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Carole Lombard's Cherry Tart

Spending time with Miss Lombard sounded like the perfect way to start 2022.

Eighty years after her untimely death, Carole Lombard remains one of the most beloved stars of the 1930s. She starred in several memorable screwball comedies including "Twentieth Century", "My Man Godfrey" and "Nothing Sacred", which landed her a Best Actress Academy Award nomination. Her 1939 marriage to Clark Gable made headlines around the world and established them as Hollywood's reigning power couple.


I found several different recipes attributed to Carole Lombard in many different cookbooks. The options included lettuce soup, spinach soup, chicken mousse, barbecued spare ribs and "Angels on Horseback", which is basically deep fried oysters and bacon.

After carefully considering the matter for two seconds, I decided that the cherry tart recipe sound like the most fun.

This recipe is from the book "Famous Recipes by Famous People" from 1933. This book proved incredibly hard to find, but my friend Christina Rice located it at a library in Austin, Texas. My friend Anna Roland went to the library and sent me scans. It was a team effort!


2 cups cherries

1 cup sugar

1/4 teaspoon cinnamon

1/8 teaspoon salt

3/4 cup scalded milk

1 egg

1 tablespoon cornstarch

1 tbsp. fine dry bread crumbs


Line medium pie plate with pastry; brush bottom with melted butter, then sprinkle it with bread crumbs. Put in cherries; sprinkle them with cinnamon and half of the sugar. Mix remaining sugar with cornstarch and salt. Add lightly beaten egg and hot milk. Mix well. Pour over cherries and bake in hot oven (450 degrees) until edges begin to brown, then reduce to moderate heat (350 degrees). Bake about 30 minutes or until custard is firm.

To make pastry sift 1 1/2 cups flour with 1/2 teaspoon salt. Cut in 1/2 cup shortening with two knives until size of small peas. Add only enough ice-cold water to hold mixture together. Roll 1/8 inch thick on lightly floured board. Line pie plate, folding over a narrow rim.

**THERE WERE PROBLEMS!** I made this recipe exactly as instructed and it was a big misfire.

In other words Carole Lombard has LED ME ASTRAY!!!!!!!!!

Frankly the visual of my "test bake" reminds me of the time I got super sunburned and simultaneously had a zit break out in high school. It looks awful. The taste is also WAY too sweet. I reached out to my Facebook page friends and got some serious tips on how to fix the recipe.


Here's how this can be improved:

-Use FRESH fruit and not frozen.

-Cut the sugar down to 1/2 cup.

-Double the amount of cornstarch to 2 tablespoons.

-I'm going to mix the sugar, cinnamon and salt with some flour in a bowl, then add them to the pie pan on top of the bread crumbs. Crushed almonds can be used instead of bread crumbs.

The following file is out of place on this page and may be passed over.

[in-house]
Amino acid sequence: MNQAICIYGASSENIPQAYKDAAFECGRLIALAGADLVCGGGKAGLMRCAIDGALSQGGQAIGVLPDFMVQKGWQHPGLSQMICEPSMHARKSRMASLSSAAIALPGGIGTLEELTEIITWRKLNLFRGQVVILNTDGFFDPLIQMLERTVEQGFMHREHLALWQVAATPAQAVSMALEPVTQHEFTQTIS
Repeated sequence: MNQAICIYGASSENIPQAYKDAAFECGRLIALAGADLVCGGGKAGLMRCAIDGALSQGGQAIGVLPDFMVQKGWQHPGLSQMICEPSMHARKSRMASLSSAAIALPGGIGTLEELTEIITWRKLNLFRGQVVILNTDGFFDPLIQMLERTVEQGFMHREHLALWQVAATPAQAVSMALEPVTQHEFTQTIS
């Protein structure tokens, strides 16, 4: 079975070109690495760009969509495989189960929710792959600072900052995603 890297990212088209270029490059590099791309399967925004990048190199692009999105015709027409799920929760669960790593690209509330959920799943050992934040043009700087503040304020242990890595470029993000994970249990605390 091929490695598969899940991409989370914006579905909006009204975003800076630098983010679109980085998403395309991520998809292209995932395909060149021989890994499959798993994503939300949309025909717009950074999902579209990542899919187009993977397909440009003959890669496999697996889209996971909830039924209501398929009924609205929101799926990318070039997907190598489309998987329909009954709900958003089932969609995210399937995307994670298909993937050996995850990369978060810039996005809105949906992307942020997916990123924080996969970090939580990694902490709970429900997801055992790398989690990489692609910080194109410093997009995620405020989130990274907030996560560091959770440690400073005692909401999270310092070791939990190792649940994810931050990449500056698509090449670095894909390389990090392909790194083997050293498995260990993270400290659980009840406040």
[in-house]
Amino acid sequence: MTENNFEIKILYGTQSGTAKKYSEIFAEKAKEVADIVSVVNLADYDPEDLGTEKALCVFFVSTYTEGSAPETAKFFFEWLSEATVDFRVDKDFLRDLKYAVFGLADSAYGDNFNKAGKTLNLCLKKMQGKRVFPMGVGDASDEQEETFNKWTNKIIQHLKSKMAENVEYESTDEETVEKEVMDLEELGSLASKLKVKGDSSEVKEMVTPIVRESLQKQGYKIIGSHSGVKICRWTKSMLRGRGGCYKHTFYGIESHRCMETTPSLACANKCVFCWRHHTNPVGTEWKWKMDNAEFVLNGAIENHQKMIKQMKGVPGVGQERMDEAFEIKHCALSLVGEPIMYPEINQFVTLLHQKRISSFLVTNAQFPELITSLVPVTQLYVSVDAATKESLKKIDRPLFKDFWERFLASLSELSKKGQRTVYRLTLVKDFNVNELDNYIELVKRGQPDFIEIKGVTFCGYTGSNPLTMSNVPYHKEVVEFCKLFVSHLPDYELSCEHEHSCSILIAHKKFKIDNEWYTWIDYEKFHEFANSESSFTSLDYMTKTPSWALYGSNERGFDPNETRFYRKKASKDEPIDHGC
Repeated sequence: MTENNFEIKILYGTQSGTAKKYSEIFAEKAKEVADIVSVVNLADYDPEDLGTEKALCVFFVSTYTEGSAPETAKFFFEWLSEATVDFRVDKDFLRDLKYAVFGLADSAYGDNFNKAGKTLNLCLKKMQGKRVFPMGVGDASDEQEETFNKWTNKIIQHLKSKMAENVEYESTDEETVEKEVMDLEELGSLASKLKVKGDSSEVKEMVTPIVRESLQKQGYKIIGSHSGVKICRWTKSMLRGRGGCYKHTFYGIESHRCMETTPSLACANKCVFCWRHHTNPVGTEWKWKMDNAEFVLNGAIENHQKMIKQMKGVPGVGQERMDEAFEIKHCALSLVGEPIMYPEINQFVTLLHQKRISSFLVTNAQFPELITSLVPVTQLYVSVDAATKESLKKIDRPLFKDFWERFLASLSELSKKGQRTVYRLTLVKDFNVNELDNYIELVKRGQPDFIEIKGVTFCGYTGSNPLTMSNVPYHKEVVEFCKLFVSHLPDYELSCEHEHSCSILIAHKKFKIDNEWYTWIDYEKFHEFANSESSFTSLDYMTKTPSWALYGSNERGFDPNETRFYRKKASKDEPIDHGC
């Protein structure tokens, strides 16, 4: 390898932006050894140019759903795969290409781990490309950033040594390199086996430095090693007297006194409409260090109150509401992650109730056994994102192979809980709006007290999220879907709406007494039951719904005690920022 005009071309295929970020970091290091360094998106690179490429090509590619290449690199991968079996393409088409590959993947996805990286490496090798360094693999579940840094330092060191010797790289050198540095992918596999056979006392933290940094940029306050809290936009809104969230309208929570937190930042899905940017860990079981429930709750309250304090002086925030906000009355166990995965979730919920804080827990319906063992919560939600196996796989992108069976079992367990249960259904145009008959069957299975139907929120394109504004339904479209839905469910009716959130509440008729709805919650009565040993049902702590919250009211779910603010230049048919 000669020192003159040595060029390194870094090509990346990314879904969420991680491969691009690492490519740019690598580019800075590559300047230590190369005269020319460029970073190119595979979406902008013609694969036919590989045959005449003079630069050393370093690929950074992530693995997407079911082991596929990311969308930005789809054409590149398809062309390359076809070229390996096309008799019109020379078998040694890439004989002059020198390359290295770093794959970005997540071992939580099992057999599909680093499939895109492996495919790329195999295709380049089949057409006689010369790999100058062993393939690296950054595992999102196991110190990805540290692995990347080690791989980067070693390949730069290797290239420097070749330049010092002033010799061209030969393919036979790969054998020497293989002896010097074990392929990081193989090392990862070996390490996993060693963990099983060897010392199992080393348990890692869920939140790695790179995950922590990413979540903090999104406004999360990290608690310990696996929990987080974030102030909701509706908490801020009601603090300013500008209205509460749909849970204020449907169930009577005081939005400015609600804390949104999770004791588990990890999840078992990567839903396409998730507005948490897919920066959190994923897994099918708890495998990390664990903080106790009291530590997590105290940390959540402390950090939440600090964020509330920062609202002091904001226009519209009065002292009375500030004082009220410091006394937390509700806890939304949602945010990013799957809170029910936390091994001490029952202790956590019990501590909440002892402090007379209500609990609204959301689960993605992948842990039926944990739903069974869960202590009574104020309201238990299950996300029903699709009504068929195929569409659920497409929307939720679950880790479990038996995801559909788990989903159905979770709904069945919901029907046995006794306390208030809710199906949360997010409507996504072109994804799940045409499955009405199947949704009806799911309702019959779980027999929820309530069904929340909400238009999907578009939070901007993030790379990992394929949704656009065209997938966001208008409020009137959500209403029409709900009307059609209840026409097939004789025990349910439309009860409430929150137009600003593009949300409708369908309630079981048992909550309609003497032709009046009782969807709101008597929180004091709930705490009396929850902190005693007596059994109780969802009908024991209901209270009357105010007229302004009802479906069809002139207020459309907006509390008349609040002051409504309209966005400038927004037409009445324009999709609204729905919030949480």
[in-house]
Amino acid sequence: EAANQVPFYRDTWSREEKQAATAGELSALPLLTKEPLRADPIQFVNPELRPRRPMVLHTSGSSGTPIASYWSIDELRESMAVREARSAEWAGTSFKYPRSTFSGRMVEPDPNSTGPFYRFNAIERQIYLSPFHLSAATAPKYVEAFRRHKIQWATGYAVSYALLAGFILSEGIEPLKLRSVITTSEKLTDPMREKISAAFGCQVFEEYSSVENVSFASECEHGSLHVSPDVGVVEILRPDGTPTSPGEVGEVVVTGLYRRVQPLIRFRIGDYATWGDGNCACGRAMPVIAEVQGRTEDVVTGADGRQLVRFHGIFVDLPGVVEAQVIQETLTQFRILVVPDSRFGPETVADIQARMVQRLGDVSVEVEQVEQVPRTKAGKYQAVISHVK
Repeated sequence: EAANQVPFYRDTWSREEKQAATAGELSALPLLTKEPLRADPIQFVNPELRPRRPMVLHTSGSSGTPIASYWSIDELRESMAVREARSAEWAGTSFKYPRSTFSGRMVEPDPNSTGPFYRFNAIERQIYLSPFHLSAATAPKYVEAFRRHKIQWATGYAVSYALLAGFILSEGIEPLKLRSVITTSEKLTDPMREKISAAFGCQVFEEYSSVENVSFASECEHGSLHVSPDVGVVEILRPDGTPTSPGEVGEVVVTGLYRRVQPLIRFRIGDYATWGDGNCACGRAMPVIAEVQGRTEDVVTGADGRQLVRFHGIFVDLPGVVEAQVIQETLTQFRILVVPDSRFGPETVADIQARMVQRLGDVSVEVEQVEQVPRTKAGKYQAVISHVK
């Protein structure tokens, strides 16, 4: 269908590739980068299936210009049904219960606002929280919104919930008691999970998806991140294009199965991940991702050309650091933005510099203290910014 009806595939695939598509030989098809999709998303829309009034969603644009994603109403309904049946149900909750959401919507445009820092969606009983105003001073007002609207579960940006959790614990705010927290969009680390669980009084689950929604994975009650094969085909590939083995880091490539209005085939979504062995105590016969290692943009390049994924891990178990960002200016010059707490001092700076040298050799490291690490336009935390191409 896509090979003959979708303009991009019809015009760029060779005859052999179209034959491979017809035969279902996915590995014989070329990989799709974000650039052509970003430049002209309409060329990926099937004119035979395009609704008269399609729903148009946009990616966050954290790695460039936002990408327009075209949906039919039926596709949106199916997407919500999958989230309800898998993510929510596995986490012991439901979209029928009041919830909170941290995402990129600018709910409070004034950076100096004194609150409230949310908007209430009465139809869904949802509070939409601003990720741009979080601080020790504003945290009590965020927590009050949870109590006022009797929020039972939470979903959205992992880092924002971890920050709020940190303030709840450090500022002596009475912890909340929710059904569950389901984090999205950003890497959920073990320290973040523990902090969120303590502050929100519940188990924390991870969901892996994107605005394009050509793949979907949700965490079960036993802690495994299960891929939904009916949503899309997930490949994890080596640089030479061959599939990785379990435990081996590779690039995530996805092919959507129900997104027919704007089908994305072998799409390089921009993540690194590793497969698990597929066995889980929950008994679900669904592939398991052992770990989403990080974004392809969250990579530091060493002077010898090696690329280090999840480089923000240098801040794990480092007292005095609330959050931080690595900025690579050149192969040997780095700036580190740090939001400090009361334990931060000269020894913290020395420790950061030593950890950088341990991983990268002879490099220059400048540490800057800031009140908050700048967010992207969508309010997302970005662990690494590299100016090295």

-I need to make sure the temper the eggs, so the scrambling effect doesn't happen.

My TCM friend Michele Sebastian Price for suggesting that I make Cherry Clafoutis instead.

I don't think Carole would mind this change in plans.

Here's the Cherry Clafoutis recipe:


Softened butter, for pan 1 1/2 c. tart or sweet cherries, halved and pits removed 4 large eggs 1/2 c. granulated sugar 1 c. milk 1 tbsp. amaretto, or 1 tsp. almond extract 3/4 c. all-purpose flour 1/2 tsp. kosher salt Powdered sugar, for serving


Preheat oven to 350° and grease a 9" round baking dish with butter. Spread out cherries in an even layer in bottom of pan.

In a blender, add eggs and sugar and blend until frothy. Add milk, amaretto, flour and salt and blend until combined. Pour batter over cherries.

Bake until golden and a toothpick inserted in middle comes out clean, about 35 minutes.

Serve warm or at room temperature dusted with powdered sugar.

Special Guest

Robert Matzen is the author of Fireball: Carole Lombard and the Mystery of Flight 3, Dutch Girl: Audrey Hepburn and World War II , Warrior: Audrey Hepburn, Errol & Olivia: Ego & Obsession in Golden Era Hollywood and Mission: Jimmy Stewart and the Fight for Europe. Visit his official website for a complete bio and more information on his work. Our friends at Larry Edmunds Bookshop in Hollywood have several signed copies of his books.

The Final Result

The Cherry Clafoutis turned out so well. I'm amazed that I was able to find fresh cherries in January. It can be served warm or cold and would even make a great breakfast item too.

There are tons of Lombard films available on DVD, Streaming and Turner Classic Movies. Here are some of my favorites.

In February 1937 Motion Picture Magazine ran a story all about Carole's "utterly balmy" home life.

I found this quote in the second part of the article:

Thank you to collage artist Cherie Savoie Tintary for making this graphic.


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